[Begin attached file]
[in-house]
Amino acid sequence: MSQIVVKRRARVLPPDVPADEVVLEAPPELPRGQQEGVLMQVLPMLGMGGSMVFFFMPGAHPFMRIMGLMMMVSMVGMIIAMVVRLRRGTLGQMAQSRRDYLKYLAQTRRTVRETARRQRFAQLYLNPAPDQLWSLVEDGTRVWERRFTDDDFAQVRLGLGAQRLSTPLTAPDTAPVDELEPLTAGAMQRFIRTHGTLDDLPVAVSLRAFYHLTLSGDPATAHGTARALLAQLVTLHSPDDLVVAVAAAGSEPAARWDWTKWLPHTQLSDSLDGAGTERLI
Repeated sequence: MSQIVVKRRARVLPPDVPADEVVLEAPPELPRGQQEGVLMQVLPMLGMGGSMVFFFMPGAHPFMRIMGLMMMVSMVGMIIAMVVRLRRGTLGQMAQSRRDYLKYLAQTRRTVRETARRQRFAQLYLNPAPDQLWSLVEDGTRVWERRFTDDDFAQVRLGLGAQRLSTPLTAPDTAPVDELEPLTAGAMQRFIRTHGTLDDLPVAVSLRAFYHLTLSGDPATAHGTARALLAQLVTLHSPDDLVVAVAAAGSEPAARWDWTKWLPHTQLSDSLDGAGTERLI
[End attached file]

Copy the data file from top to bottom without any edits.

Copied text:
[in-house]
Amino acid sequence: MSQIVVKRRARVLPPDVPADEVVLEAPPELPRGQQEGVLMQVLPMLGMGGSMVFFFMPGAHPFMRIMGLMMMVSMVGMIIAMVVRLRRGTLGQMAQSRRDYLKYLAQTRRTVRETARRQRFAQLYLNPAPDQLWSLVEDGTRVWERRFTDDDFAQVRLGLGAQRLSTPLTAPDTAPVDELEPLTAGAMQRFIRTHGTLDDLPVAVSLRAFYHLTLSGDPATAHGTARALLAQLVTLHSPDDLVVAVAAAGSEPAARWDWTKWLPHTQLSDSLDGAGTERLI
Repeated sequence: MSQIVVKRRARVLPPDVPADEVVLEAPPELPRGQQEGVLMQVLPMLGMGGSMVFFFMPGAHPFMRIMGLMMMVSMVGMIIAMVVRLRRGTLGQMAQSRRDYLKYLAQTRRTVRETARRQRFAQLYLNPAPDQLWSLVEDGTRVWERRFTDDDFAQVRLGLGAQRLSTPLTAPDTAPVDELEPLTAGAMQRFIRTHGTLDDLPVAVSLRAFYHLTLSGDPATAHGTARALLAQLVTLHSPDDLVVAVAAAGSEPAARWDWTKWLPHTQLSDSLDGAGTERLI